This book presents essays by eminent scholars from across the history of medicine, early science and European history, including those expert on the history of the book. The volume honors Professor Nancy Siraisi and reflects the impact that Siraisi's scholarship has had on a range of fields. Contributions address several topics ranging from the medical provenance of biblical commentary to the early modern emergence of pathological medicine. Along the way, readers may learn of the purchasing habits of physician-book collectors, the writing of history and the development of natural history. Modeling the interdisciplinary approaches championed by Siraisi, this volume attests to the enduring value of her scholarship while also highlighting critical areas of future research. Those with an interest in the history of science, the history of medicine and all related fields will find this work a stimulating and rewarding read.
Author: Mary Beard
Publisher: Univ of California Press
Release Date: 2015-09-15
What made the Romans laugh? Was ancient Rome a carnival, filled with practical jokes and hearty chuckles? Or was it a carefully regulated culture in which the uncontrollable excess of laughter was a force to fear—a world of wit, irony, and knowing smiles? How did Romans make sense of laughter? What role did it play in the world of the law courts, the imperial palace, or the spectacles of the arena? Laughter in Ancient Rome explores one of the most intriguing, but also trickiest, of historical subjects. Drawing on a wide range of Roman writing—from essays on rhetoric to a surviving Roman joke book—Mary Beard tracks down the giggles, smirks, and guffaws of the ancient Romans themselves. From ancient “monkey business” to the role of a chuckle in a culture of tyranny, she explores Roman humor from the hilarious, to the momentous, to the surprising. But she also reflects on even bigger historical questions. What kind of history of laughter can we possibly tell? Can we ever really “get” the Romans’ jokes?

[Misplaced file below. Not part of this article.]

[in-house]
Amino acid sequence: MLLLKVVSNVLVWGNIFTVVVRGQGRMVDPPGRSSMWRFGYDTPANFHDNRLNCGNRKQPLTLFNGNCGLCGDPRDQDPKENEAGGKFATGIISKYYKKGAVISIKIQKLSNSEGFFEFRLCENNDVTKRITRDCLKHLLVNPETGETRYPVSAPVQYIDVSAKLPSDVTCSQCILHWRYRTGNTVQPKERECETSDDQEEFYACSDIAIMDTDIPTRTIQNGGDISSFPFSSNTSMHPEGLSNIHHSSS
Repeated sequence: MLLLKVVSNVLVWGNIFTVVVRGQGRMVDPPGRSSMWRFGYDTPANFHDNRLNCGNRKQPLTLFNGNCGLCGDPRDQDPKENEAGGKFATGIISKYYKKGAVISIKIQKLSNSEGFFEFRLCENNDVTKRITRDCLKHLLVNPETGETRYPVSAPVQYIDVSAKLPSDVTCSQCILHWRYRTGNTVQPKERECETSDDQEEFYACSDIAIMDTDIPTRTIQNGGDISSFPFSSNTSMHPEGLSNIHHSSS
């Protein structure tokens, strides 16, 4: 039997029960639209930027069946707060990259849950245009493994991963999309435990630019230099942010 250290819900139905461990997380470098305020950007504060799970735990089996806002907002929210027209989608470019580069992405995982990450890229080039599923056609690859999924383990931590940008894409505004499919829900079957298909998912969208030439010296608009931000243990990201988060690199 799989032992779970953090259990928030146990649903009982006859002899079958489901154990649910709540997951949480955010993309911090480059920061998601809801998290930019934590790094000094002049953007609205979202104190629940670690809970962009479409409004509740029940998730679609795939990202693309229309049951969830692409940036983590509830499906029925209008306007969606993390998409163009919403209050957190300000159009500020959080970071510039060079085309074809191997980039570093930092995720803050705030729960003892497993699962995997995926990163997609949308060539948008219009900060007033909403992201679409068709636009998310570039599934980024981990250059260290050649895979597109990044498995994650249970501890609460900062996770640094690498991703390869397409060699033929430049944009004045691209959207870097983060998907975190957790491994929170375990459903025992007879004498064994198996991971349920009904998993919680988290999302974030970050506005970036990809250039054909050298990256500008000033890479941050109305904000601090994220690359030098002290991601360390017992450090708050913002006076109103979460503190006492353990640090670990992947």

The first edition of Ancient Medicine was the most complete examination of the medicine of the ancient world for a hundred years. The new edition includes the key discoveries made since the first edition, especially from important texts discovered in recent finds of papyri and manuscripts, making it the most comprehensive and up-to-date survey available. Vivian Nutton pays particular attention to the life and work of doctors in communities, links between medicine and magic, and examines the different approaches to medicine across the ancient world. The new edition includes more on Rufus and Galen as well as augmented information on Babylonia, Hellenistic medicine and Late Antiquity. With recently discovered texts made accessible for the first time, and providing new evidence, this broad exploration challenges currently held perspectives, and proves an invaluable resource for students of both classics and the history of medicine.
This collection of thirteen studies by leading experts is devoted to particular problems of the textual transmission of ancient medicine in papyri, manuscripts and printed books, and to select questions relating to the interpretation of these sources and their historical significance.